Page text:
The Genome Generation

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Melbourne Univ. Publishing, 2012 - Science - 274 pages
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The year 2001 marked the moment when scientists first read the 3 billion letters of DNA that make up the human genome. This breakthrough begged questions such as What have we learned about evolution? How has it changed the way we practice medicine, grow crops, and breed livestock? and Is the genomic revolution an overhyped flop? Answering these and many other queries, this account covers revolutionary genetic developments in areas as diverse as medicine, agriculture, and evolution. From Botswana to Boston and from Australia to Mexico, the contributors to this work reveal what it means to be part of the genome generation.


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The Genome Generation

User Review  - Thorpe-Bowker and Contributors - Books+Publishing

Within the first few pages of The Genome Generation I realised how ignorant I was about the world of scientific research. It didnt matter, as Elizabeth Finkel offers an excellent explanation of the ... Read full review

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Really easy and interesting to read. I cant believe how little I knew about the world of genetics. We just use everyday words like DNA, genomes, genetically modification, but only after reading this book, do I now realise what they mean and how important that we understand the role they have in our lives. Food, diseases, ancestors, are just part of the puzzle. I loved the global aspect of the book covering issues of both first and developing worlds.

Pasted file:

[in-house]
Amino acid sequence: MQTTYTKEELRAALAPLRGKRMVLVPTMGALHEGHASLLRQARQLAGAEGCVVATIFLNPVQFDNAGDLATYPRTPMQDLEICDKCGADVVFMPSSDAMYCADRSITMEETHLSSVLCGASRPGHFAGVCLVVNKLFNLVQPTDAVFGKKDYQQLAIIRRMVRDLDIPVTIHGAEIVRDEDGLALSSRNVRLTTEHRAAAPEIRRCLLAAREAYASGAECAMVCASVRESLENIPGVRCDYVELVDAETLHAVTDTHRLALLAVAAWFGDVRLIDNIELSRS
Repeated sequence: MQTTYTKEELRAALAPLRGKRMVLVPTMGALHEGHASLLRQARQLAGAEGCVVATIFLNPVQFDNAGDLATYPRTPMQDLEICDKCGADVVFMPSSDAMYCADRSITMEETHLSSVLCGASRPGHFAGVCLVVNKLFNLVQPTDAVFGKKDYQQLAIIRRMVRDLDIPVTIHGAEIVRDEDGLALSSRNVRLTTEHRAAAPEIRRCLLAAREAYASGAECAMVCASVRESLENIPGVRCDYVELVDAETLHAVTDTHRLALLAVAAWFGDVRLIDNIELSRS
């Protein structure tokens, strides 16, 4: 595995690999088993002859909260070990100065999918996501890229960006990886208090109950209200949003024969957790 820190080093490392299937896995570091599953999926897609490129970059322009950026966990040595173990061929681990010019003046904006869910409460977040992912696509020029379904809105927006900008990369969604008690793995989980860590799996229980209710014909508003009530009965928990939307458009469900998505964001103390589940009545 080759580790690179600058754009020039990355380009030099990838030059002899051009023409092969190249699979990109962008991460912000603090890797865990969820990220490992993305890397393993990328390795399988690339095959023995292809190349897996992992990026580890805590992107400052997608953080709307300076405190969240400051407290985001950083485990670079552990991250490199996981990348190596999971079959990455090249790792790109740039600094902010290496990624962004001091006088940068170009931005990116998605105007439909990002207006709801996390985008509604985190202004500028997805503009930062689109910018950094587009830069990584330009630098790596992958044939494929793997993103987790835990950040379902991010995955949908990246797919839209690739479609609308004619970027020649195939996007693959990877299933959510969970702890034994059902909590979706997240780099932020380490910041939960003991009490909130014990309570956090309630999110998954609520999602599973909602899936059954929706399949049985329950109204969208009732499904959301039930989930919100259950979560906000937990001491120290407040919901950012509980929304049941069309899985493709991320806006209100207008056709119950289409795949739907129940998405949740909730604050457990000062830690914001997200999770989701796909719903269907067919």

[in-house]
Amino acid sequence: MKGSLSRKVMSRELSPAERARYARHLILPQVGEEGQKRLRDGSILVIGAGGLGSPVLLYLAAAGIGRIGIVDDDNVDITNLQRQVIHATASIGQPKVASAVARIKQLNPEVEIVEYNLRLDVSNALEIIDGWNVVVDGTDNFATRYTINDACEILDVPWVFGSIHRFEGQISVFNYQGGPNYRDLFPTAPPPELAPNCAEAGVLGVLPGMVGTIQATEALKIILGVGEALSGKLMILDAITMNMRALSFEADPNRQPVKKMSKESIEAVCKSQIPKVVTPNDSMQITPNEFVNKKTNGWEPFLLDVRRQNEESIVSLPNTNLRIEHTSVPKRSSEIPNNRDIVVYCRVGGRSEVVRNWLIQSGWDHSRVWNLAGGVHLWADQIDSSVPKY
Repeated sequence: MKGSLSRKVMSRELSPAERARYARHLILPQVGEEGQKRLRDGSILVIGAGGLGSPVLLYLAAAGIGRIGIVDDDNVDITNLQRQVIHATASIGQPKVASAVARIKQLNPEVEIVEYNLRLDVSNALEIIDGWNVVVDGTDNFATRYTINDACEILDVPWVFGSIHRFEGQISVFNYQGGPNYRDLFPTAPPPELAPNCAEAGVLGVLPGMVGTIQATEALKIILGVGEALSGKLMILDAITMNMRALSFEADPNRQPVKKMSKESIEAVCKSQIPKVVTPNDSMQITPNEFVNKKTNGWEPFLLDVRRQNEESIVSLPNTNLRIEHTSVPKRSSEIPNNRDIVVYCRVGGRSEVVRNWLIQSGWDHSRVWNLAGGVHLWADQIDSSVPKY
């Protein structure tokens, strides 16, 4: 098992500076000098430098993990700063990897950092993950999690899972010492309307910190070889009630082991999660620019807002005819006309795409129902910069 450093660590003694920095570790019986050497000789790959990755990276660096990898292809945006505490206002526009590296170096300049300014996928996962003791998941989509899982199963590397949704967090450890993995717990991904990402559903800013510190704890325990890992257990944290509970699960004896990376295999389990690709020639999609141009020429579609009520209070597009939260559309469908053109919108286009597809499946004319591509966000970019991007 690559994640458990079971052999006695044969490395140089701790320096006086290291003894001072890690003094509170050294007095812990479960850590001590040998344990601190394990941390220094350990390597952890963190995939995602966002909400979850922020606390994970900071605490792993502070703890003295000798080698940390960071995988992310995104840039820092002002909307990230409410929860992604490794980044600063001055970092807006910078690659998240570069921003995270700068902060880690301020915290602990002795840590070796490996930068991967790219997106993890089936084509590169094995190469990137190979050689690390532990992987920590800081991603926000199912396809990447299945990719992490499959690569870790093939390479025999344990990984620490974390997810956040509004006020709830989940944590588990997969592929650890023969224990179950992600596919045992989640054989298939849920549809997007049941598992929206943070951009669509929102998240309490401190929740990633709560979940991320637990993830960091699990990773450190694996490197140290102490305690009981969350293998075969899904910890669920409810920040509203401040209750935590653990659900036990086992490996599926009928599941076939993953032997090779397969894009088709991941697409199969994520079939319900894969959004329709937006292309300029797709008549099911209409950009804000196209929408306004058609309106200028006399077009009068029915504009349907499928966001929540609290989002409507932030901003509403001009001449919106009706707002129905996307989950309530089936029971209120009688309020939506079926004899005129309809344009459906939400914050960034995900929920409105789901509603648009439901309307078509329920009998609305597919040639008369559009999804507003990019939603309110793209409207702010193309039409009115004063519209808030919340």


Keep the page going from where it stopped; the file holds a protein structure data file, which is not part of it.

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About the author (2012)

Elizabeth Finkel is a journalist, a contributing editor at Cosmos magazine, and a writer at Science magazine. She is the author of Stem Cells and the recipient of a Queensland Premier's Literary Award, as well as a former research scientist with a PhD in Biochemistry and a decade of experience.

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